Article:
The Goessel school board met on September 14 and heard a report about the beginning of school. Junior high/high school principal Scott Boden said that it took “lots of extra work” to plan the school year in order to reduce the risk of coronavirus. He noted the extra work for teachers to teach in-person and remote at the same time. Although it is difficult, Boden said that teachers are willing to do what they need to do. “I want to clearly express appreciation to staff,” he said, adding that they are “awesome.” Superintendent/elementary principal Amanda Lowrance told the board that Goessel is “working hard” to follow social distancing and mask guidelines, as well as other precautions, in school and at events.
Boden said, “We had activities. That in itself is a celebration.” He said that all schools are checking the temperatures of their own students before leaving for events, in an effort to prevent spread of the coronavirus between schools.
Boden reported that events have been live-streamed. “We have the infrastructure” for live streaming, he said. Board member Pat Flaming said that people have expressed appreciation for the live- stream. Boden agreed; he said the school had received lots of affirmation for it.
The board was updated on coronavirus precautions. Five thermometers have been purchased, two for entrances at the elementary school and three at the junior high/high school.
Lowrance reviewed CARES (Coronavirus Aid, Relief, and Economic Security) and SPARK (Strengthening People and Revitalizing Kansas) money that is still available for the school. The board approved the use of CARES and SPARK money to purchase additional automatic sinks and more water bottle fillers. Board member Maynard Knepp affirmed the decision, citing the importance to “Make sure the high traffic areas are covered.” Flaming commented, “I think we’re taking good steps,” doing a good job of monitoring the situation.
Lowrance informed the board that additional money is available from the United States Department of Agriculture. It is for schools that filled out and submitted an application. The money is to be used for free lunches for all students through December 31 or until funds run out. Lowrance emphasized that free lunches are for all students, regardless of family income. Students who are participating in the remote learning option are also eligible for free lunches. Lowrance said that Goessel was approved for offering free lunches starting on September 11. The board heard how lunch seating is different for students this year, in order to adhere to social distancing guidelines.
Lowrance and the board expressed support for Goessel’s school lunch program, which is provided by cooks at the school, not pre-packaged meals by a food management contractor.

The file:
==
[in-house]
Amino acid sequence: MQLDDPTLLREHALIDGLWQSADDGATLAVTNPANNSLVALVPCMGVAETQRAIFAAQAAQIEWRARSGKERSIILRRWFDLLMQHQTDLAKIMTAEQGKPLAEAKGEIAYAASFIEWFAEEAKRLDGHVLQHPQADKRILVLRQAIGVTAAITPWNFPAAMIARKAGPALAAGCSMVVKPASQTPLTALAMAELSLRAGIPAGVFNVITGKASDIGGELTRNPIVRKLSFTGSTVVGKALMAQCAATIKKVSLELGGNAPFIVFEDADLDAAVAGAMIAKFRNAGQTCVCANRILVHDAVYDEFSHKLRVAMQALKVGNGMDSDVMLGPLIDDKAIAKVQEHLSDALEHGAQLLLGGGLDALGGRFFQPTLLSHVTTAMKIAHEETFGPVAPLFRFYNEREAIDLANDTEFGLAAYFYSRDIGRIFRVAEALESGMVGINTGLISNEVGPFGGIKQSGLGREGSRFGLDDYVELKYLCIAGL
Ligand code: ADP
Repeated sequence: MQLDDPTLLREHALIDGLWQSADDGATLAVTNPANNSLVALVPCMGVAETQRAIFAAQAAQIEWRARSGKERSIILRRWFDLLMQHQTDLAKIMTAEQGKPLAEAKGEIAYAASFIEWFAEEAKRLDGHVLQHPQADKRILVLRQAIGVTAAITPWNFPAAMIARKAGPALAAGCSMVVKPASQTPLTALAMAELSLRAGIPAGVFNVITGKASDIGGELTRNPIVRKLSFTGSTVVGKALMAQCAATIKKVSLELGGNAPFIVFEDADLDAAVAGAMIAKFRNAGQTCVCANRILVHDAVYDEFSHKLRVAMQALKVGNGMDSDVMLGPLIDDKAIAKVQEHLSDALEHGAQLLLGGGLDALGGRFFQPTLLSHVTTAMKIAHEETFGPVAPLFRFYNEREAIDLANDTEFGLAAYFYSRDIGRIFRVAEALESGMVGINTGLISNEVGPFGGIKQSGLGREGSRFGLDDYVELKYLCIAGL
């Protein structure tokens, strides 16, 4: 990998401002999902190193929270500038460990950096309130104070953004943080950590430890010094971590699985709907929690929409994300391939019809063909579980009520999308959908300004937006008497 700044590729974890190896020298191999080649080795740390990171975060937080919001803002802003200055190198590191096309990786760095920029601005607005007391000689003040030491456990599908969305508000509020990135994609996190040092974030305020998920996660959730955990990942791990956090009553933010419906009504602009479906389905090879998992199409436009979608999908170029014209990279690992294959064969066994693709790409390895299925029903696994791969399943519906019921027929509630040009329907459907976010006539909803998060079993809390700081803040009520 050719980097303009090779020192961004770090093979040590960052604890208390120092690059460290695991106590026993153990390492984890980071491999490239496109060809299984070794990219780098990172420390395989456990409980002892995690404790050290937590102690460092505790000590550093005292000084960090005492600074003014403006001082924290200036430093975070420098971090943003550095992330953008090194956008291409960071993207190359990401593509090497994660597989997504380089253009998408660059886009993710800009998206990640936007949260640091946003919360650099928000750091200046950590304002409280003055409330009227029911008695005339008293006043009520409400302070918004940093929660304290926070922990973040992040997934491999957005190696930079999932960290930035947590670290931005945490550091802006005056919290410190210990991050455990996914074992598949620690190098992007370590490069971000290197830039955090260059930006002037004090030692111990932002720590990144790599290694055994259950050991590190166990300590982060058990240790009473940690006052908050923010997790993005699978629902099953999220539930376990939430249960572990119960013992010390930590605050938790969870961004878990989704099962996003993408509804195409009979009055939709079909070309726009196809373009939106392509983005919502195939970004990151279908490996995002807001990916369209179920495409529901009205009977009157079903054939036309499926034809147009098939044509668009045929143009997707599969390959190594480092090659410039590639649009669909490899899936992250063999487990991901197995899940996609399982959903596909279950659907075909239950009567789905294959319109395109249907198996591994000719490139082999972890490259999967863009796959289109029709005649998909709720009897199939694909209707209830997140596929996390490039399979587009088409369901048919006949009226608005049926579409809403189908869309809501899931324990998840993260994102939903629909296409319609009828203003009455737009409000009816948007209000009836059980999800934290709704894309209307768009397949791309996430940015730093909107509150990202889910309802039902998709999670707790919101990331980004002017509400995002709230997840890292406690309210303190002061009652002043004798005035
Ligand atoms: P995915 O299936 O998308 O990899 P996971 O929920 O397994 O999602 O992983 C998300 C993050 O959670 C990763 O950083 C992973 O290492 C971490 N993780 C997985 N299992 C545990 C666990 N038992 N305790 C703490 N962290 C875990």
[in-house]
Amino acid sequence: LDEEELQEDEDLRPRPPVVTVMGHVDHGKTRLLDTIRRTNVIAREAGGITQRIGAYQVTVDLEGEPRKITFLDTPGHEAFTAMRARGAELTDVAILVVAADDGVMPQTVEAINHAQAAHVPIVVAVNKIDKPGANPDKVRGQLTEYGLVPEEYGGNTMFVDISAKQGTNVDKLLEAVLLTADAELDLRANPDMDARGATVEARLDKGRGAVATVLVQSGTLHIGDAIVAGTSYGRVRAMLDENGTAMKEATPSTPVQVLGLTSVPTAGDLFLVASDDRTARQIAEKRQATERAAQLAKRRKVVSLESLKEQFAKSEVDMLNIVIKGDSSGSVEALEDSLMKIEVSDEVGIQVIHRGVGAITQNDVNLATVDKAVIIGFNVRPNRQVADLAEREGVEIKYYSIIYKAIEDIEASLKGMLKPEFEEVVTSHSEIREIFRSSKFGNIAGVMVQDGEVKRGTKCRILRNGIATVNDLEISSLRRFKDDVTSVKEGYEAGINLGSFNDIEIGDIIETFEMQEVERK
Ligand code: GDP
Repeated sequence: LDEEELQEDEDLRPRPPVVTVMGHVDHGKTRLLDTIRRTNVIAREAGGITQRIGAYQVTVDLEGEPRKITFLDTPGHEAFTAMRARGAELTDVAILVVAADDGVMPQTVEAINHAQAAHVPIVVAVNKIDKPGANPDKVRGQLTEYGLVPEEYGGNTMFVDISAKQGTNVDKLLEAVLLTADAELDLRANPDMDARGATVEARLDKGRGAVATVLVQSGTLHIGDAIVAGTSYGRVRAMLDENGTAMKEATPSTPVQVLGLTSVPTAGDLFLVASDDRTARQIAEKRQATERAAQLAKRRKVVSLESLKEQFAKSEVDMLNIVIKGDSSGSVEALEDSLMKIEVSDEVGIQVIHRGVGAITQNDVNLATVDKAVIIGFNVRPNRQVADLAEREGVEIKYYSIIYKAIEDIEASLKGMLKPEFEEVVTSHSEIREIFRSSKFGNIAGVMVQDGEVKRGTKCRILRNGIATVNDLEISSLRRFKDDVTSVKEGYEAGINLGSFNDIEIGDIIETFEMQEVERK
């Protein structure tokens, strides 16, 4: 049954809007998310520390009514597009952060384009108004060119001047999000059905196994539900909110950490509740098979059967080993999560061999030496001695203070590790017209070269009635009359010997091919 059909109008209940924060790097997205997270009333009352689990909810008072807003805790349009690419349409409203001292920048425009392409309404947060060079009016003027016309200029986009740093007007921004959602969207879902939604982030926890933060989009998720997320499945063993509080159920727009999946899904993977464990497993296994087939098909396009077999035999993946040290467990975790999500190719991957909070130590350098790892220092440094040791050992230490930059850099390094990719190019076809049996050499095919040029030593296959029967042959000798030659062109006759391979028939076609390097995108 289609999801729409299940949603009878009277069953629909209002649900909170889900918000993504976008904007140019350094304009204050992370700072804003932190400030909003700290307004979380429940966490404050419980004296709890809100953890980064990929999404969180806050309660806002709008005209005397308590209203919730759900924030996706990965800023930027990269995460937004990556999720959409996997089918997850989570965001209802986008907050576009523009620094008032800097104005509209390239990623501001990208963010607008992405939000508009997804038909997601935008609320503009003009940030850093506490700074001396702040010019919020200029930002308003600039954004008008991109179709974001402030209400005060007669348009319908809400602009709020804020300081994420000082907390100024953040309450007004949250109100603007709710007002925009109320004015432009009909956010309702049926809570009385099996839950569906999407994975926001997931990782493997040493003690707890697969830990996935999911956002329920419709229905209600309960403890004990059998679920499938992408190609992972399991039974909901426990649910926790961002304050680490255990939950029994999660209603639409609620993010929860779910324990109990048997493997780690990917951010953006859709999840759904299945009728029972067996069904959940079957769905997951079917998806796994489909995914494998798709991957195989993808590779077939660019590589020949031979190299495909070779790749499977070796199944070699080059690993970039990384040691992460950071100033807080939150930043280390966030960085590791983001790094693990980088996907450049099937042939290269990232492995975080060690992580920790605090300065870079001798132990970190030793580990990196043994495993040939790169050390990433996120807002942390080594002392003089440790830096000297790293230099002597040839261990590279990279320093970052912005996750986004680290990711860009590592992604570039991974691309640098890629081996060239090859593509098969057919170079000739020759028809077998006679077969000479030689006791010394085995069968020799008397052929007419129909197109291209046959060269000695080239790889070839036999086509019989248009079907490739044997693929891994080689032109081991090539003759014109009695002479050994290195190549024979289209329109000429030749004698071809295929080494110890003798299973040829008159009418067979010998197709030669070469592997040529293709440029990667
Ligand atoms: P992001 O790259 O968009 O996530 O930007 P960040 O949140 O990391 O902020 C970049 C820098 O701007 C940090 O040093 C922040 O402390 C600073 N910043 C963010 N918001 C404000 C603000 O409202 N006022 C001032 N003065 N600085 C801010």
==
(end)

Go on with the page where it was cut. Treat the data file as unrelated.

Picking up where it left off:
It was noted that Dr. Randy Watson, Kansas Commissioner of Education, had commented, “Everyone was hopeful that COVID would just go away.” However, he said it is not going away. He advised schools to be prepared. Knepp agreed; he had heard from a doctor that we are one-quarter of the way through the pandemic.
Turning their attention to another matter, the board heard from Lowrance and board member Sara Hiebert about The Learning Consortium annual in-person meeting that they had attended. Although Lowrance and Hiebert are both new on TLC this year, Lowrance was asked to lead the meeting. She said she asked lots of questions. Hiebert said TLC is considering the possibility of dissolving. In addition to Goessel, the other schools in the consortium are Moundridge, Hesston, and Canton-Galva. Board member Kyle Funk wondered, “Who will own the fiber if it is dissolved?” Knepp said some of it had already been sold to Moundridge Telephone Company.
In other business, the board:
* heard that staff reopening in-service sessions had included bullying, suicide prevention, bloodborne pathogens, sexual harassment, emergency safety interventions, homeless students and mandated reporting, trauma, mental health, lesson planning for remote learning, academic skills, and social distancing.
* approved a full-time contract for Tom Zogelman. He has been a substitute teacher and junior high basketball coach. His additional duties will include monitoring high school students in the library who are enrolled in college classes. He will be available to help with remote learners. He is also doing some tutoring and will continue to substitute as needed. He also monitors one of the temperature stations at the high school.
* approved Libby Schrag as school nurse. This is a new position. The school has not had a nurse previously.
* approved hiring an additional assistant football coach. Boden reported that 29 high school students are participating in football, as well as 15 junior high students. Seventeen high school students and 20 junior high students are playing volleyball. Twelve high school students are participating in cross country. Eight high school students are participating as cheerleaders.
* heard about hail damage repair. Lowrance had been on the roof to inspect the repair. She contacted the contractor about some guttering that had not been done yet.
* talked about drainage issues on the east side of the high school and the west side of the grade school.
* heard from Lowrance that no-slip strips had been ordered for junior high gym steps and also for steps leading up to the elementary school stage.
* discussed KESA (Kansas Education Systems Accreditation). Lowrance explained that it is a five year program, and Goessel is in the fifth year.
* heard that the air conditioning units at the elementary school music room and kitchen need to be replaced. They are both 25 years old.
* approved the financial statements of $ $90,860.22